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Interview of Deepak Kaul | Author of Corpokshetra

Recently we got a chance to interview Deepak Kaul, a talented aspiring writer. His book Corpokshetra: Mahabharata in the MBA Yug is a retelling of the Mahabharata (as the name suggests).

Deepak have seen the world of accountancy from very near and he might have witnessed many board meetings and tactics during his career. In his own words:

I am a chartered accountant by profession. I have over 20 years experience in international taxation. I took up writing as an avocation and now hope to flip it into something fruitful full time.

And all these experiences make him authentic when exploring the stuff on the canvas. The love for Cricket in India is very well known, author have researched about the sports of Golf for Corpokshetra: Mahabharata in the MBA Yug; showing his commitments for his work.

Author Deepak Kaul In A Funny Mood

Author Deepak Kaul In A Funny Mood

Here is our conversation with Deepak.

Congratulations for getting your book published by Westland and Bloody Good Book. Please share your feelings for this achievement.

It’s a great feeling to be published. I have been very fortunate to have the acceptance and backing of BGB and Westland. BGB made the process of submission and selection of the manuscript very easy and transparent. I did not have to go through the struggle that most debut writers face of having their manuscript vetted and accepted by major publishing houses.

Can you tell us more about your journey as an author?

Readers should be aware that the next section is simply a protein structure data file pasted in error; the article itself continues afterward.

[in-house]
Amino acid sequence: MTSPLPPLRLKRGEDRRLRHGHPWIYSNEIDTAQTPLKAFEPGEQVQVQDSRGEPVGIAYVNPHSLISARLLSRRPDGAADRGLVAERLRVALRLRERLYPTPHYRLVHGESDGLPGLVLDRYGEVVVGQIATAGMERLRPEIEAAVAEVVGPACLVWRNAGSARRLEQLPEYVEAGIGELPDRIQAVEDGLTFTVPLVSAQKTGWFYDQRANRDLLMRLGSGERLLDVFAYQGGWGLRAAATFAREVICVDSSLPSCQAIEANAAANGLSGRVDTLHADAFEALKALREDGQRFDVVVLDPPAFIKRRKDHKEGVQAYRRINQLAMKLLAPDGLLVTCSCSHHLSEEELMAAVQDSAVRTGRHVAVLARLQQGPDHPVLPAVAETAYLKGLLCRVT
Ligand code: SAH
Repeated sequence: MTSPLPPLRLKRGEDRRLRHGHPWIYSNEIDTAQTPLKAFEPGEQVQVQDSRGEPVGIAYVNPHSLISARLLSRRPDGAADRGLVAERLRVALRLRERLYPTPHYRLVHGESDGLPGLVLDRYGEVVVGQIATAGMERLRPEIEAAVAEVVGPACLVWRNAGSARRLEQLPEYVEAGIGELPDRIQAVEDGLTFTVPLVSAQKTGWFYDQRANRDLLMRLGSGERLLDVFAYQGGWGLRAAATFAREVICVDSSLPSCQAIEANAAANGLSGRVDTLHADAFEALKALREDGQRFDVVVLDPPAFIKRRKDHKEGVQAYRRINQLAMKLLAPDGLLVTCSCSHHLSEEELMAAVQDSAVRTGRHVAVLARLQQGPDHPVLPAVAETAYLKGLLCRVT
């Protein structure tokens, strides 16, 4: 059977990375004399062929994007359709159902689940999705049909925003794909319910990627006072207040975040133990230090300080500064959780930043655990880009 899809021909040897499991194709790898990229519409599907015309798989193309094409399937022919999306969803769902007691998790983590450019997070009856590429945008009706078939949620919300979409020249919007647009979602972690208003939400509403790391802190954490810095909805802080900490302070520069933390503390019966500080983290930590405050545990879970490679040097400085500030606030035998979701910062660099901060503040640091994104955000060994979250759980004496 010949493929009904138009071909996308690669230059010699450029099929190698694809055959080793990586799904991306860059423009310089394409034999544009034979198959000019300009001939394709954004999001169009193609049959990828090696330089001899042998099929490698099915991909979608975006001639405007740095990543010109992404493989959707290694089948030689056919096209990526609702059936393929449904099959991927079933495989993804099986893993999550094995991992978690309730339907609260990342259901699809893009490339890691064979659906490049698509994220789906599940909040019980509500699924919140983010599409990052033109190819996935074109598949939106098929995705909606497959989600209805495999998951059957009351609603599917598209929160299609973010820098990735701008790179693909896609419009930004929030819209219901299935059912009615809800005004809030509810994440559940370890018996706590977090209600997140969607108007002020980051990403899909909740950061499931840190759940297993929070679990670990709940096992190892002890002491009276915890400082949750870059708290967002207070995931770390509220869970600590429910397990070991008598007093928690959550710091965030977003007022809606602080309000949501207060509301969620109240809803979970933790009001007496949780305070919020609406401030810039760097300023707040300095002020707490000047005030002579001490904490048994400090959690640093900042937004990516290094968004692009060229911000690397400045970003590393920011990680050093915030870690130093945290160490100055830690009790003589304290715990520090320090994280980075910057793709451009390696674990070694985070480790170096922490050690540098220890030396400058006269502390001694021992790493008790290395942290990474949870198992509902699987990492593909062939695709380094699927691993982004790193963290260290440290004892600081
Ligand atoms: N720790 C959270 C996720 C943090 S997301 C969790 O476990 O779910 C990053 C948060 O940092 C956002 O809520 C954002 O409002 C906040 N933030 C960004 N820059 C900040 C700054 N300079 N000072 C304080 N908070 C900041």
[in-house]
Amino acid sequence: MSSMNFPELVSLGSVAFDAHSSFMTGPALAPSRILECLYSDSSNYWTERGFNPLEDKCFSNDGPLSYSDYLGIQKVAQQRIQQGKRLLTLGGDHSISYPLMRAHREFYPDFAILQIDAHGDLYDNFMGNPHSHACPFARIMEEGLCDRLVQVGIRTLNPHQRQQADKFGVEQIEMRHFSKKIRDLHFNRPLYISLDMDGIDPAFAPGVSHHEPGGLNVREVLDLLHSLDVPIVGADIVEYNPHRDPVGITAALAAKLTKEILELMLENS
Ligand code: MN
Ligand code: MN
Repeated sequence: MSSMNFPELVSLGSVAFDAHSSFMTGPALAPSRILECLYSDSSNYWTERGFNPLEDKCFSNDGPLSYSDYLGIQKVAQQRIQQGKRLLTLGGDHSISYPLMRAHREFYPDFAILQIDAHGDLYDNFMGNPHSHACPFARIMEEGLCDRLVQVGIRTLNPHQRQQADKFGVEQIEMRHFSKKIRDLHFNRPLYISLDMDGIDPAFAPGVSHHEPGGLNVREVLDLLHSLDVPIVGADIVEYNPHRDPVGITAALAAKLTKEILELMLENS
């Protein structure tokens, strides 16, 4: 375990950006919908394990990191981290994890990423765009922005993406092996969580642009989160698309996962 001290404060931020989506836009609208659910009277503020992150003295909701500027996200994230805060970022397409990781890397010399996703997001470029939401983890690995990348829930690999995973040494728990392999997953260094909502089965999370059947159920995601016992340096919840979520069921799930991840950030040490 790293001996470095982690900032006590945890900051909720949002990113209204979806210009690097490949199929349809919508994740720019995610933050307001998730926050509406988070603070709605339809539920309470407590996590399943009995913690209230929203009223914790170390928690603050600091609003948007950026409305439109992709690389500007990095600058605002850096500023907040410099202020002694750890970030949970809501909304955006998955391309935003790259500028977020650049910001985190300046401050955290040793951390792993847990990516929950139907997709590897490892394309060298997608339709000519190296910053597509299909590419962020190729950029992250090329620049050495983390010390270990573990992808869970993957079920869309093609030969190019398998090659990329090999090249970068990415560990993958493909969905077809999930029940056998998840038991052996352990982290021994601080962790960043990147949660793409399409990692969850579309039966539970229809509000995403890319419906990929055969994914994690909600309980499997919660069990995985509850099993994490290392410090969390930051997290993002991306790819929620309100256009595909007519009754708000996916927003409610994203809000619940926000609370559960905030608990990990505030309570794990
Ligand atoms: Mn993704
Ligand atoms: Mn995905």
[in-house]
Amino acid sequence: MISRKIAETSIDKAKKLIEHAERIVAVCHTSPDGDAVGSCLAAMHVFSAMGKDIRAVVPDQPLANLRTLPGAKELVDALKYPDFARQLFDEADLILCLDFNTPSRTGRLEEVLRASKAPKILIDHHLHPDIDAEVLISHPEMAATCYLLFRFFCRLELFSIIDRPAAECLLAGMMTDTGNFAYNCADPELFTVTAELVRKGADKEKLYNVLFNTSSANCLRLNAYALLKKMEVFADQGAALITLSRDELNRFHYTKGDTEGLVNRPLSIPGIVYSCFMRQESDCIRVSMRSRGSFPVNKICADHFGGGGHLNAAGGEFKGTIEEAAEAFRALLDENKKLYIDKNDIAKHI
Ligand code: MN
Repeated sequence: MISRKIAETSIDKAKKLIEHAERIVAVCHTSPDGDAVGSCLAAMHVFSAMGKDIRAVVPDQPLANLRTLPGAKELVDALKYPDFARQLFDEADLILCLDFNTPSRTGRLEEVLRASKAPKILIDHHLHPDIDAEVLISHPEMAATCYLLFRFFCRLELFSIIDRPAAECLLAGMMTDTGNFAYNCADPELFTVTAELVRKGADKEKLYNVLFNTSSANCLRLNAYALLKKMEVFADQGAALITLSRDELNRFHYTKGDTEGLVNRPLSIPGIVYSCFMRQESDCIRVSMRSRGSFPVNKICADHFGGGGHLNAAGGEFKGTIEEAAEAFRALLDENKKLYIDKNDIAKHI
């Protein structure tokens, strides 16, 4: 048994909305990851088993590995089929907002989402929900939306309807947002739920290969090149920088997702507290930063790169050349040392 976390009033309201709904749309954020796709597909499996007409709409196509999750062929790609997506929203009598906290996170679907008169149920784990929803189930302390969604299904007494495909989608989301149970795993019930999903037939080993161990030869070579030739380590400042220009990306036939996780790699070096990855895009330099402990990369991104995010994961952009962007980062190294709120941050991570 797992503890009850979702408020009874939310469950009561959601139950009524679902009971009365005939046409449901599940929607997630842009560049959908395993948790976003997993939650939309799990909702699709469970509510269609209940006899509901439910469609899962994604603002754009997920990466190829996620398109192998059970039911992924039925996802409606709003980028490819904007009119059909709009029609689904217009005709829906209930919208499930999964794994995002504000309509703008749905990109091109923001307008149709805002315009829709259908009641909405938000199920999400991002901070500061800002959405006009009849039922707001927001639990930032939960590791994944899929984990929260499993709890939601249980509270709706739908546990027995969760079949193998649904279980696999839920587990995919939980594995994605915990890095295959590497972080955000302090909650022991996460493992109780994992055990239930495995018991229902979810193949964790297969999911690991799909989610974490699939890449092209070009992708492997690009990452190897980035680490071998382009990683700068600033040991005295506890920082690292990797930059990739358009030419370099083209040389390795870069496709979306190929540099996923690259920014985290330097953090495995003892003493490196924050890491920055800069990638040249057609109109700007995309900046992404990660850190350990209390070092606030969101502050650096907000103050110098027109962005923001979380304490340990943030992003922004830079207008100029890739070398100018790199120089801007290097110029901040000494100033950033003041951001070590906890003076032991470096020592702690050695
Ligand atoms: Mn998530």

As mentioned above, I took up writing as a hobby since I have always been very fond of reading. Corpokshetra was my fourth book. It takes time to hone your skills as a writer. As with anything, practise makes perfect. I also strongly believe that writers should write to entertain themselves and hopefully readers will follow. Writing to popular trends to try and achieve success as a writer is not a good idea.

You have self published some books on Amazon, how is the response? How it is different from traditional book printing and launching from a publishing house?

The response has been lukewarm. Hopefully with the publishing of Corpokshetra, the interest in my self published books might pick up. There is no comparison between self publishing and traditional publishing. The efforts put in by a publishing house to market a book will be noticed far more effectively by prospective readers. I also believe that the traditional publishing platform is the true litmus test of whether a book is suitable for publishing from several perspectives. Self publishing is a vanity option really, and that has resulted in a proliferation of ‘vanity publishing’ that has flooded the market with sub-standard books.

As you mentioned in the book, you like Dr. Shashi Tharoor’s book on Mahabharata. Can you tell us a few points from that book which made you to write your own version of Mahabharata?

Mr Tharoor’s fabulous book married the Independence struggle with the story of the Mahabharata. It brought the story forward from its traditional setting. That was my inspiration to bring the story further forward into the 21st century.

And there are books “Karna’s Wife” and “Jaya: an illustrated retelling of Mahabharata” also mentioned in Corpoksheta (acknowledgements segment), please share your thoughts about these books for our readers.

As mentioned in the Afterword to the book, I have also been deeply influenced by the way Mahabharata has been reconfigured in Karna’s Wife, The Palace of Illusions and The Winds of Hastinapur. Each of these books provide a very interesting perspective on the Mahabharata from the point of view of female characters. However, these books are still told in the Mahabharata’s traditional setting. I wanted to retell the story from a modern perspective.